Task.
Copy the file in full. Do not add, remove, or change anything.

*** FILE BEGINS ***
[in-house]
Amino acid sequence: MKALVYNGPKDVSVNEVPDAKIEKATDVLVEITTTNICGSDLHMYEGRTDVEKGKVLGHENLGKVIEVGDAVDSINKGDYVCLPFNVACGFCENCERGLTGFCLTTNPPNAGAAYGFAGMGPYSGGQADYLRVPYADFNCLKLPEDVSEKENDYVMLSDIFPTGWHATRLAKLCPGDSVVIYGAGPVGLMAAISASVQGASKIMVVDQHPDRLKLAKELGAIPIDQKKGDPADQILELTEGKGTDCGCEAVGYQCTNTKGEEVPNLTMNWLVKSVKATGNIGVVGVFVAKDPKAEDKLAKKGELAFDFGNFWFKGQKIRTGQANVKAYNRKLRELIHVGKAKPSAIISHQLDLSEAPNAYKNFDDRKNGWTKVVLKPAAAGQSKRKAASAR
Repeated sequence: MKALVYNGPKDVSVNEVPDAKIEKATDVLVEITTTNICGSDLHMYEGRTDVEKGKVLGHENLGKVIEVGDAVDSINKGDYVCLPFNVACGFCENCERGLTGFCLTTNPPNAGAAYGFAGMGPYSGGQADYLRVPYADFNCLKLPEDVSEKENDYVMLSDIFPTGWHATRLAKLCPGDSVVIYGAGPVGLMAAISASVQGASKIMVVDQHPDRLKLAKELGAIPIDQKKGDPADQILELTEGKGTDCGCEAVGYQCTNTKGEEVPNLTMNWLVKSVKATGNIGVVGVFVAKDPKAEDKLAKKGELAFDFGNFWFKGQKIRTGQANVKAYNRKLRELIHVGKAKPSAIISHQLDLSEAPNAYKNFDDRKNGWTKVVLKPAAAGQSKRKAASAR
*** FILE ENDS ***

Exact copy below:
[in-house]
Amino acid sequence: MKALVYNGPKDVSVNEVPDAKIEKATDVLVEITTTNICGSDLHMYEGRTDVEKGKVLGHENLGKVIEVGDAVDSINKGDYVCLPFNVACGFCENCERGLTGFCLTTNPPNAGAAYGFAGMGPYSGGQADYLRVPYADFNCLKLPEDVSEKENDYVMLSDIFPTGWHATRLAKLCPGDSVVIYGAGPVGLMAAISASVQGASKIMVVDQHPDRLKLAKELGAIPIDQKKGDPADQILELTEGKGTDCGCEAVGYQCTNTKGEEVPNLTMNWLVKSVKATGNIGVVGVFVAKDPKAEDKLAKKGELAFDFGNFWFKGQKIRTGQANVKAYNRKLRELIHVGKAKPSAIISHQLDLSEAPNAYKNFDDRKNGWTKVVLKPAAAGQSKRKAASAR
Repeated sequence: MKALVYNGPKDVSVNEVPDAKIEKATDVLVEITTTNICGSDLHMYEGRTDVEKGKVLGHENLGKVIEVGDAVDSINKGDYVCLPFNVACGFCENCERGLTGFCLTTNPPNAGAAYGFAGMGPYSGGQADYLRVPYADFNCLKLPEDVSEKENDYVMLSDIFPTGWHATRLAKLCPGDSVVIYGAGPVGLMAAISASVQGASKIMVVDQHPDRLKLAKELGAIPIDQKKGDPADQILELTEGKGTDCGCEAVGYQCTNTKGEEVPNLTMNWLVKSVKATGNIGVVGVFVAKDPKAEDKLAKKGELAFDFGNFWFKGQKIRTGQANVKAYNRKLRELIHVGKAKPSAIISHQLDLSEAPNAYKNFDDRKNGWTKVVLKPAAAGQSKRKAASAR